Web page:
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August 11, 2015

We call for the celebration of a Coptic Language Day every year on the 17th of December every year.

Saint Samuel of Kalamoun[1] is the ascetic on whose lips the Apocalypse of Samuel of Kalamoun was put, most probably not without some credibility. Saint Samuel (597 – 693) lived in the seventh century and witnessed the Arab occupation of Egypt and all the evil that accompanied it. The Coptic Synaxarium says he had many prophesies about what will happen in the age to come after the Arab invasion. Part of his prophesies, to his own great distress, was that there will come time when the Copts, in an endeavour to assimilate to the Arabs and Muslims, will neglect their beautiful Coptic language, and replace it, often with a pride, by the language of the hijra – Arabic. No Copt has spoken in such great passion about the Coptic language, or with such great pain at its neglect, as he did. He must be considered Patron of the Coptic Language!

Saint Samuel’s feast is on the 8th of  Koyahk (Coptic Synaxarium), which corresponds to the 20th of July (Gregorian calendar). Let’s celebrate his feast day every year on 17 December (18th in leap years) as Day of the Coptic Language too.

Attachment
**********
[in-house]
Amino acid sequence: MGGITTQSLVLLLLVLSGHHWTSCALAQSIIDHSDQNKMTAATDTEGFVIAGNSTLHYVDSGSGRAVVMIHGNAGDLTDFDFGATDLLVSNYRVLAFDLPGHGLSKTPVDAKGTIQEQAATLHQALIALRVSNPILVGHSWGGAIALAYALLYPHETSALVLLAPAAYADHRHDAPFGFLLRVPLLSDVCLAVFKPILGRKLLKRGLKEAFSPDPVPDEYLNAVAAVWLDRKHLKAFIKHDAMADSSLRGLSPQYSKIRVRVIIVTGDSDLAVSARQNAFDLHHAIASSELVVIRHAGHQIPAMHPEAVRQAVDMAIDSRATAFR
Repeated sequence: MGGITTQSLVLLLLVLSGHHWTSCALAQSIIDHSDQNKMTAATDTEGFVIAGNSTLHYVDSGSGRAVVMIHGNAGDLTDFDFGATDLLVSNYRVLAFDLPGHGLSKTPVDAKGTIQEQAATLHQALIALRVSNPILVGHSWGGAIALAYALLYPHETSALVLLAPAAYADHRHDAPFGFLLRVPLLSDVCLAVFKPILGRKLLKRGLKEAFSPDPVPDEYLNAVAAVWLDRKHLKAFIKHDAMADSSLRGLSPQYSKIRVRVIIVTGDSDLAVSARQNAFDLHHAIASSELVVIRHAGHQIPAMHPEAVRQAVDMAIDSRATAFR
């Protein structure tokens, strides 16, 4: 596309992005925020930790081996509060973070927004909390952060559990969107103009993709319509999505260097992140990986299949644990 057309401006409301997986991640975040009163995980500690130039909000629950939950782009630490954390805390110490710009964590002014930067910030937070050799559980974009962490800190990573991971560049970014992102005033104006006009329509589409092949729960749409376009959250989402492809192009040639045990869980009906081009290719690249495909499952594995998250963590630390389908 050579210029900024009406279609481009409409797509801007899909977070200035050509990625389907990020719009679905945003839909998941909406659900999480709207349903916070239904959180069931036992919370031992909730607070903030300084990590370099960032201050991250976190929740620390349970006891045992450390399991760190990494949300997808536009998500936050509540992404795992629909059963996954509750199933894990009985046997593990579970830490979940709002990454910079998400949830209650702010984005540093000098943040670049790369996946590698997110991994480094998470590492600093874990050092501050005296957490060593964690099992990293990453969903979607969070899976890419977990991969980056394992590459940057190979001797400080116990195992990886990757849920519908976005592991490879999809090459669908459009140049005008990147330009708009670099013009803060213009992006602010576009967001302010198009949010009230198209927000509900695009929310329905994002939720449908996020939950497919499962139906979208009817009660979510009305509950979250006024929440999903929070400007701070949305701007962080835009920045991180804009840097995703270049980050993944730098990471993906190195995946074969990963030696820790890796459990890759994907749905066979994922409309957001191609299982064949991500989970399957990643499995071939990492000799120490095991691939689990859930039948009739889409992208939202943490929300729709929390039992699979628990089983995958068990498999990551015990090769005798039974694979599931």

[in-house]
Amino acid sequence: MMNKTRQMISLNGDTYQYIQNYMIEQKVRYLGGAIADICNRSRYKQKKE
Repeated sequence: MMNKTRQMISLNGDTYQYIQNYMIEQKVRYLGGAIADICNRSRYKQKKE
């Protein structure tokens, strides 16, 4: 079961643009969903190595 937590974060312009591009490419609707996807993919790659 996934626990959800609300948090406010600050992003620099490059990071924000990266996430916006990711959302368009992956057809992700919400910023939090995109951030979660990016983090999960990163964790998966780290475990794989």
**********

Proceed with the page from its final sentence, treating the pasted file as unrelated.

Creation of a Coptic Language Patron and Day will have a strong influence on the revival of Coptic language. Let’s do it! Let’s pray the Coptic Church adopts it, but Coptic activists and nationalists all over the globe can make it happen.

[1] For more on Saint Samuel of Kalamoun, see here, and here, and here, and here and here!

One Comment leave one →
  1. Dioscorus Boles permalink*
    December 18, 2016 1:41 pm

    Reblogged this on ON COPTIC NATIONALISM في القومية القبطية and commented:

    In our article on 11 August 2015, there was a mistake in reading St. Samuel of Kalamoun feast day, who we could call Father of the Coptic Language, and, consequently, the date of the proposed Coptic Language Day was got wrong. The feast of St. Samuel is actually on 8 Koyahk; so amended the date for the Coptic language day to 17 December (18th in leap years. We reblog the original article with the correction.

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